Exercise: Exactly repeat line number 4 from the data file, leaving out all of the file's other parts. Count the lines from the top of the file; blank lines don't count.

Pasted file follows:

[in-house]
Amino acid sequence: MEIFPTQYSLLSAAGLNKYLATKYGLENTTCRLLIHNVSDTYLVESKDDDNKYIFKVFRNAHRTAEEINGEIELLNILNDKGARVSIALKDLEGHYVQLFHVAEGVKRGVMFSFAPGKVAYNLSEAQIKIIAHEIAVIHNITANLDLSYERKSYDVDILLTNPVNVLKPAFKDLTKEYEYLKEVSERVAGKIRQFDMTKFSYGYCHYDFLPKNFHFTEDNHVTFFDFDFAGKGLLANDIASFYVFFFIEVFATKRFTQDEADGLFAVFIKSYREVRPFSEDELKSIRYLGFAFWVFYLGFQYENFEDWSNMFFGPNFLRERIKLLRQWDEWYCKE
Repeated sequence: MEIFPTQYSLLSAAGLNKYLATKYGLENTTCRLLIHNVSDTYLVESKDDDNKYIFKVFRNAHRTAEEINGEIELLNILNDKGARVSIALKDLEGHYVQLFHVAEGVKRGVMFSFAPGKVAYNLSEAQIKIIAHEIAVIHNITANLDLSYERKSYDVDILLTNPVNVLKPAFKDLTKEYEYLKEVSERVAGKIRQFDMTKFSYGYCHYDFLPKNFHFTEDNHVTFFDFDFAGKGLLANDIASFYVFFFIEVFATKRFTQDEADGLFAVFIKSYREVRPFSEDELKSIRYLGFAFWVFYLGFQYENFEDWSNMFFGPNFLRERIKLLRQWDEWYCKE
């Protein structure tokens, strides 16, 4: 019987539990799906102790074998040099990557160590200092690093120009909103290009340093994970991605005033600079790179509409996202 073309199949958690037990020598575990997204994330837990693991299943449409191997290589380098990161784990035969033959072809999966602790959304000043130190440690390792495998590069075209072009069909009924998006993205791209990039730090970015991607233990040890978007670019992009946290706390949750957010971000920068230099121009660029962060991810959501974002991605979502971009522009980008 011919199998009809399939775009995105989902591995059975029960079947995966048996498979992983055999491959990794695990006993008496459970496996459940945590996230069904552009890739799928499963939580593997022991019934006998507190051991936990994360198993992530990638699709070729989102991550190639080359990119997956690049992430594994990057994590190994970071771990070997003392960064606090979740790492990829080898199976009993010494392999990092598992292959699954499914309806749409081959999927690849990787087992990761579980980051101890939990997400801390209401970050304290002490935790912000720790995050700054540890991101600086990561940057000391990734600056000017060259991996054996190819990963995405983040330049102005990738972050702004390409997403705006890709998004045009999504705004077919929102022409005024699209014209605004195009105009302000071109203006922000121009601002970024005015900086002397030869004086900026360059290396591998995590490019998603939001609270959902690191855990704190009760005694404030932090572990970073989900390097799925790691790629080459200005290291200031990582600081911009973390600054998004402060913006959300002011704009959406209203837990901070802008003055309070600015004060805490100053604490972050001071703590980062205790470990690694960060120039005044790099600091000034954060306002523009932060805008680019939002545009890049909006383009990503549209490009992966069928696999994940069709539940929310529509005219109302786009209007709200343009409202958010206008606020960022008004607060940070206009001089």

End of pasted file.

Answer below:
């Protein structure tokens, strides 16, 4: 019987539990799906102790074998040099990557160590200092690093120009909103290009340093994970991605005033600079790179509409996202 073309199949958690037990020598575990997204994330837990693991299943449409191997290589380098990161784990035969033959072809999966602790959304000043130190440690390792495998590069075209072009069909009924998006993205791209990039730090970015991607233990040890978007670019992009946290706390949750957010971000920068230099121009660029962060991810959501974002991605979502971009522009980008 011919199998009809399939775009995105989902591995059975029960079947995966048996498979992983055999491959990794695990006993008496459970496996459940945590996230069904552009890739799928499963939580593997022991019934006998507190051991936990994360198993992530990638699709070729989102991550190639080359990119997956690049992430594994990057994590190994970071771990070997003392960064606090979740790492990829080898199976009993010494392999990092598992292959699954499914309806749409081959999927690849990787087992990761579980980051101890939990997400801390209401970050304290002490935790912000720790995050700054540890991101600086990561940057000391990734600056000017060259991996054996190819990963995405983040330049102005990738972050702004390409997403705006890709998004045009999504705004077919929102022409005024699209014209605004195009105009302000071109203006922000121009601002970024005015900086002397030869004086900026360059290396591998995590490019998603939001609270959902690191855990704190009760005694404030932090572990970073989900390097799925790691790629080459200005290291200031990582600081911009973390600054998004402060913006959300002011704009959406209203837990901070802008003055309070600015004060805490100053604490972050001071703590980062205790470990690694960060120039005044790099600091000034954060306002523009932060805008680019939002545009890049909006383009990503549209490009992966069928696999994940069709539940929310529509005219109302786009209007709200343009409202958010206008606020960022008004607060940070206009001089």